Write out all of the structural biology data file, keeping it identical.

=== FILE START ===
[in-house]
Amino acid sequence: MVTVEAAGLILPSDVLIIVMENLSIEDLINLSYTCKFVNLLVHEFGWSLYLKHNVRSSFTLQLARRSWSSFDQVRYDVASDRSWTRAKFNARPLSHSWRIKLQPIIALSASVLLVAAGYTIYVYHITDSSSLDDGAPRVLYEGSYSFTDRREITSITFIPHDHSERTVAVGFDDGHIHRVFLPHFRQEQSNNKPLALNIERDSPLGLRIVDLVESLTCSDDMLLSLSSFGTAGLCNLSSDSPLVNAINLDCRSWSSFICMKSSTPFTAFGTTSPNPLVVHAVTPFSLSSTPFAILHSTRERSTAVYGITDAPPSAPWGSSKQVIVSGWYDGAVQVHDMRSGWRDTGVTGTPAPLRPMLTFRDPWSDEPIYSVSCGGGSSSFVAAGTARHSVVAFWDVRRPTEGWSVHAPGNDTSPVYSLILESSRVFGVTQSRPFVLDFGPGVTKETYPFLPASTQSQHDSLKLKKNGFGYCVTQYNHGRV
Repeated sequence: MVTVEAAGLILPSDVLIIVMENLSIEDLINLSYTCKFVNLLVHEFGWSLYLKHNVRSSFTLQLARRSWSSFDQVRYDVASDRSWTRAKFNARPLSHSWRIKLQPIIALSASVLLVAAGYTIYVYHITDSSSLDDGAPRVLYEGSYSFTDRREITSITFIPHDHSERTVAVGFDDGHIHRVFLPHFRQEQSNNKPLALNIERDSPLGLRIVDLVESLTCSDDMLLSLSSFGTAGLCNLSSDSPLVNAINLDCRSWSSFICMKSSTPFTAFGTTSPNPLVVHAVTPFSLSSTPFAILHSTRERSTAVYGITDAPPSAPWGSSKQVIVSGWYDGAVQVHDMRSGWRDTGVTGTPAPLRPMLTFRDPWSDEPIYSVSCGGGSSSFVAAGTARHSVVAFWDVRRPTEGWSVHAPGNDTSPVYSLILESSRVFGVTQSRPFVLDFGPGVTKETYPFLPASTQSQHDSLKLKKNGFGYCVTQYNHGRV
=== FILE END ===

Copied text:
[in-house]
Amino acid sequence: MVTVEAAGLILPSDVLIIVMENLSIEDLINLSYTCKFVNLLVHEFGWSLYLKHNVRSSFTLQLARRSWSSFDQVRYDVASDRSWTRAKFNARPLSHSWRIKLQPIIALSASVLLVAAGYTIYVYHITDSSSLDDGAPRVLYEGSYSFTDRREITSITFIPHDHSERTVAVGFDDGHIHRVFLPHFRQEQSNNKPLALNIERDSPLGLRIVDLVESLTCSDDMLLSLSSFGTAGLCNLSSDSPLVNAINLDCRSWSSFICMKSSTPFTAFGTTSPNPLVVHAVTPFSLSSTPFAILHSTRERSTAVYGITDAPPSAPWGSSKQVIVSGWYDGAVQVHDMRSGWRDTGVTGTPAPLRPMLTFRDPWSDEPIYSVSCGGGSSSFVAAGTARHSVVAFWDVRRPTEGWSVHAPGNDTSPVYSLILESSRVFGVTQSRPFVLDFGPGVTKETYPFLPASTQSQHDSLKLKKNGFGYCVTQYNHGRV
Repeated sequence: MVTVEAAGLILPSDVLIIVMENLSIEDLINLSYTCKFVNLLVHEFGWSLYLKHNVRSSFTLQLARRSWSSFDQVRYDVASDRSWTRAKFNARPLSHSWRIKLQPIIALSASVLLVAAGYTIYVYHITDSSSLDDGAPRVLYEGSYSFTDRREITSITFIPHDHSERTVAVGFDDGHIHRVFLPHFRQEQSNNKPLALNIERDSPLGLRIVDLVESLTCSDDMLLSLSSFGTAGLCNLSSDSPLVNAINLDCRSWSSFICMKSSTPFTAFGTTSPNPLVVHAVTPFSLSSTPFAILHSTRERSTAVYGITDAPPSAPWGSSKQVIVSGWYDGAVQVHDMRSGWRDTGVTGTPAPLRPMLTFRDPWSDEPIYSVSCGGGSSSFVAAGTARHSVVAFWDVRRPTEGWSVHAPGNDTSPVYSLILESSRVFGVTQSRPFVLDFGPGVTKETYPFLPASTQSQHDSLKLKKNGFGYCVTQYNHGRV